We've been here before.  A new administration attempts to dazzle us with math that doesn't add up, economic models that don't model economics, and claims that aren't factual.  Then they tell us they have no choice but to cut, and their supposedly money saving cuts are to profitable programs.

All that's really different this time is the scale.  Fifty faculty being fired--you should know that when they claim that retirements would offset these firing they're lying.  If you want proof look at Jeannine Diddle Uzzi.  Peter Aicher is retiring and by this administration's own rules that means Jeannine doesn't get fired.  She's getting fired.

Why the lie?  An argument could be made that they're hoping to get rid of more people by convincing some to retire and then saying, "Too bad, we're firing the fifty anyway."  I don't think that's it.  I think it's something simpler.

By making the question, "Which fifty faculty have to go?" instead of, "Do fifty faculty have to go?" they can turn us against each other by default.  Because if we accept that framing then when I say, "Jeannine should keep her job," which is true, it becomes twisted to mean, "Some other teacher should be fired in her place."  We can't accept that framing.  We can't let it mean that.

We have to understand a truth as profound as it is simple: "We're all in this together," isn't a meaningless platitude, it's a universal and incontrovertible truth.  I was here, in a classics class, when I first read Martin Luther King Jr's words on the subject.
Injustice anywhere is a threat to justice everywhere. We are caught in an inescapable network of mutuality, tied in a single garment of destiny. Whatever affects one directly, affects all indirectly.
When a physics teacher is cut it affects me, even though I've never taken a physics class here.  When they eliminate the language programs it effects you, even if you'd never have taken a language class anyway.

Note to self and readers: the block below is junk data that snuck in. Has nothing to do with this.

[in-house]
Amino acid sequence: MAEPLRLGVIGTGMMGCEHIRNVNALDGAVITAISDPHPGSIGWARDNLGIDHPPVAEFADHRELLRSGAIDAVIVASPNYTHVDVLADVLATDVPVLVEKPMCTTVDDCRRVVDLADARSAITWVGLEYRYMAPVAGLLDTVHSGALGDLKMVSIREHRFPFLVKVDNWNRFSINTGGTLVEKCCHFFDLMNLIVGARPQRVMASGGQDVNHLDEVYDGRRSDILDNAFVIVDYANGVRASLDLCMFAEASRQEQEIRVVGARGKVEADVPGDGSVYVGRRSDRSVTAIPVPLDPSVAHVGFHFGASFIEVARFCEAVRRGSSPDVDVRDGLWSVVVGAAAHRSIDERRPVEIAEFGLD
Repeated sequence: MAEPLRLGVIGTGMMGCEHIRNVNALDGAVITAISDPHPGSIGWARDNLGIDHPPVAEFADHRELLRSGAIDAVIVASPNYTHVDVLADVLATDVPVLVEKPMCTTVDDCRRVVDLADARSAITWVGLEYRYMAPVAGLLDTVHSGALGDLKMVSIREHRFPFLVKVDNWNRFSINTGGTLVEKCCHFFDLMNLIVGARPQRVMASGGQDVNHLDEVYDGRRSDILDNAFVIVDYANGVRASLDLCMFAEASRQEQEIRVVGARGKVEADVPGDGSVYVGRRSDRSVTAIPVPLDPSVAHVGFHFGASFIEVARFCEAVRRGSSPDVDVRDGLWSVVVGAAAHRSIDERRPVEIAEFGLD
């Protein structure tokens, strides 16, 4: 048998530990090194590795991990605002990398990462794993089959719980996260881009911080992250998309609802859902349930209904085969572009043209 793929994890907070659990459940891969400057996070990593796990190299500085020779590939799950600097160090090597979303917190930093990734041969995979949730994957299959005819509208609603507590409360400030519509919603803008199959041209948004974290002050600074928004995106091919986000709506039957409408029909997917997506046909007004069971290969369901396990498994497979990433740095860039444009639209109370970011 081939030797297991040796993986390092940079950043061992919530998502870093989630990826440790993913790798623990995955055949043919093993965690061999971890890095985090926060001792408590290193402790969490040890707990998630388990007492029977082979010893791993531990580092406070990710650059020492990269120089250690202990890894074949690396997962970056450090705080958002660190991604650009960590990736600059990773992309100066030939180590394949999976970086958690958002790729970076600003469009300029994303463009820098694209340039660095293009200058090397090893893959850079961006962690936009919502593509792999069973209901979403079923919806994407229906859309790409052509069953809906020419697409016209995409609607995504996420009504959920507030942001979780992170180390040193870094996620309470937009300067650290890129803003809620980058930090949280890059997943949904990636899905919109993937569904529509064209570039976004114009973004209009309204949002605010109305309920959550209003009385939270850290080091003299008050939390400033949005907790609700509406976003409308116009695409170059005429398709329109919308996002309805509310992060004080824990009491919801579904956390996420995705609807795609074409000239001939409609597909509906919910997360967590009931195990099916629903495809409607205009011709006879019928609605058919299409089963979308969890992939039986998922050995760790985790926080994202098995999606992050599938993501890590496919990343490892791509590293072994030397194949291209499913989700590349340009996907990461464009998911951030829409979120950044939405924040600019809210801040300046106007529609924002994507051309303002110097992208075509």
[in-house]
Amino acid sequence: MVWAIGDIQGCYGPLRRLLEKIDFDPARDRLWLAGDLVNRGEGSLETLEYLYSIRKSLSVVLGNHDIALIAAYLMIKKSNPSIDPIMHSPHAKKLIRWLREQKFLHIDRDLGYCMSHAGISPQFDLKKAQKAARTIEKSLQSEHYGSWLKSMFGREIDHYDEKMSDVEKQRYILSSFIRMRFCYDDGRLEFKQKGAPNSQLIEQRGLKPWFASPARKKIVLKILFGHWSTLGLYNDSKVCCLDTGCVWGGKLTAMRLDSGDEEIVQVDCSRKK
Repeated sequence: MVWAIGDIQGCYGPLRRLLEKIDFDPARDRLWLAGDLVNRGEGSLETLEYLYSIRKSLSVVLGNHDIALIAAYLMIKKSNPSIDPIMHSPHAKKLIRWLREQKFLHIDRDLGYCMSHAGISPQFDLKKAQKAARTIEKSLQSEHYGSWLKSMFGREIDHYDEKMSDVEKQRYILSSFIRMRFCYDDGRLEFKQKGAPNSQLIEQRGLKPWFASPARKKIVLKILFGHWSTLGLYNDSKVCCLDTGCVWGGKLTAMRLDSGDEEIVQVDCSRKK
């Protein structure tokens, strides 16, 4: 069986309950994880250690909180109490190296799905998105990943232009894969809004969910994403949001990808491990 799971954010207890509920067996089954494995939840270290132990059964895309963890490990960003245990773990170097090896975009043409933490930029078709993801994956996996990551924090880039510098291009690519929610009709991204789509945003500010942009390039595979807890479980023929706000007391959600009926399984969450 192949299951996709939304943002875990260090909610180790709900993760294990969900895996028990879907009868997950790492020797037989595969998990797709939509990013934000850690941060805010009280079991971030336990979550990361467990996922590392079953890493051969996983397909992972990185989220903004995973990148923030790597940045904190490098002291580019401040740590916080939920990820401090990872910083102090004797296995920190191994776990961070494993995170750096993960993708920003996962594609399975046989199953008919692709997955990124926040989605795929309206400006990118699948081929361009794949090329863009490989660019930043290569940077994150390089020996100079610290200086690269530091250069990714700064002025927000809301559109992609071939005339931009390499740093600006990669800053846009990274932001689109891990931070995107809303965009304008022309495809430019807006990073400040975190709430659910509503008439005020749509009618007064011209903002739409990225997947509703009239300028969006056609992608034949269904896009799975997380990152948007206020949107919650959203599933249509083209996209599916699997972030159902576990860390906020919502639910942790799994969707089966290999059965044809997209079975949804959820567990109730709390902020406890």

We all know this.  We're a university.  We aren't just caught in the network of mutuality, we embrace it.  We don't have a French University and a Physics University.  We don't have a Philosophy University and a Political Science University.  We don't have a Music University and a Math University.  We have the University of Southern Maine.

All of us under one roof, often in the same classroom.  One class I take is classics, art, and women and gender studies.  By having all three groups in the same class we all benefit because we're all looking at the same thing but we each see it from our own perspectives.

When we hear the others insights and their questions we grow because they see things we would never see and they ask things we would never think to ask.  The diversity of the university benefits us all and when it is lessened we're all diminished.

The idea that we're all responsible for each other, echoes through history.  This example is kind of heavy handed, but Genesis isn't known for subtlety.

When Cain asks, "Am I my brother's keeper?" he does it as the first murderer.  It's an example of how not to be.  Because we aren't supposed to need to ask.  We're supposed to know.  I am my sibling's keeper.  I am my classmate's keeper.  I am my colleague's keeper.  I am my student's keeper.  I am my teacher's keeper.  I am my program's keeper.  I am my university's keeper.

I was here last time even though no one I knew was being targeted then.  I was here because when they're unjustly firing people it matters to me even when I don't know them.  It affects me, even if only indirectly.

Last time this was tried we stopped it, and we can stop it again if we remember that my problems are your problems and your problems are my problems.  That everyone matters to each of us.

One last thing is that the very idea of a public university is based on a concept that the current administration doesn't seem to understand.  The idea is that the least of these should be entitled to as good an education as anyone else and not need to be rich and be shipped off to Boston.

---

Or something like that.  With the recording useless that's all from memory and without a prepared statement it was pretty scattered as it was being delivered.  I give you additional pictures, these ones taken by me:




Hooking up the microphone never worked so we started off with a megaphone.


Of course if you need to hands to handle your statement that can lead to awkwardness:


Then the megaphone died.








This might be when I spoke,

At events such as these you always need at least one economist,
because events such as these are caused by people doing bad things
and making false claims about economics to justify them.
Thus, economics person: